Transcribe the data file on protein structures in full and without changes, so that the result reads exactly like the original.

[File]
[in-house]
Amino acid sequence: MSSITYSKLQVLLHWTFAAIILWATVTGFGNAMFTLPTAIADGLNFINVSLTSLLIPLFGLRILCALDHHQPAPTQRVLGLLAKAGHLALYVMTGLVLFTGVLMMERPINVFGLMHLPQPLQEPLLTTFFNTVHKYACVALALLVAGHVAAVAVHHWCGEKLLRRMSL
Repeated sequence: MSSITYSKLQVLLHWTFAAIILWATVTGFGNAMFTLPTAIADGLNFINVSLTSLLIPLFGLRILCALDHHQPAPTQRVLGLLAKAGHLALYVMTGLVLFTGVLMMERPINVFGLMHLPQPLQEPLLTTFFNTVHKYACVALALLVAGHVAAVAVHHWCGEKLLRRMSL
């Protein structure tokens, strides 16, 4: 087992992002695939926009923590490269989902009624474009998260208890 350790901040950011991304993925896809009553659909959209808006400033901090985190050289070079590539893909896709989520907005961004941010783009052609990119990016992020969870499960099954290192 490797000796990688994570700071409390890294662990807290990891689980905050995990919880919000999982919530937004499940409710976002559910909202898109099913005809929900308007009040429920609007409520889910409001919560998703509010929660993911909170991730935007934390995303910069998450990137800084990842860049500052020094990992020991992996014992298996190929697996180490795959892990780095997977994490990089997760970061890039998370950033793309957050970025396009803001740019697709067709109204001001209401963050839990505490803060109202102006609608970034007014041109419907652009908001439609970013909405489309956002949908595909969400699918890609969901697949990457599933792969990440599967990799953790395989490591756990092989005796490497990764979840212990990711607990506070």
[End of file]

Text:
[in-house]
Amino acid sequence: MSSITYSKLQVLLHWTFAAIILWATVTGFGNAMFTLPTAIADGLNFINVSLTSLLIPLFGLRILCALDHHQPAPTQRVLGLLAKAGHLALYVMTGLVLFTGVLMMERPINVFGLMHLPQPLQEPLLTTFFNTVHKYACVALALLVAGHVAAVAVHHWCGEKLLRRMSL
Repeated sequence: MSSITYSKLQVLLHWTFAAIILWATVTGFGNAMFTLPTAIADGLNFINVSLTSLLIPLFGLRILCALDHHQPAPTQRVLGLLAKAGHLALYVMTGLVLFTGVLMMERPINVFGLMHLPQPLQEPLLTTFFNTVHKYACVALALLVAGHVAAVAVHHWCGEKLLRRMSL
């Protein structure tokens, strides 16, 4: 087992992002695939926009923590490269989902009624474009998260208890 350790901040950011991304993925896809009553659909959209808006400033901090985190050289070079590539893909896709989520907005961004941010783009052609990119990016992020969870499960099954290192 490797000796990688994570700071409390890294662990807290990891689980905050995990919880919000999982919530937004499940409710976002559910909202898109099913005809929900308007009040429920609007409520889910409001919560998703509010929660993911909170991730935007934390995303910069998450990137800084990842860049500052020094990992020991992996014992298996190929697996180490795959892990780095997977994490990089997760970061890039998370950033793309957050970025396009803001740019697709067709109204001001209401963050839990505490803060109202102006609608970034007014041109419907652009908001439609970013909405489309956002949908595909969400699918890609969901697949990457599933792969990440599967990799953790395989490591756990092989005796490497990764979840212990990711607990506070």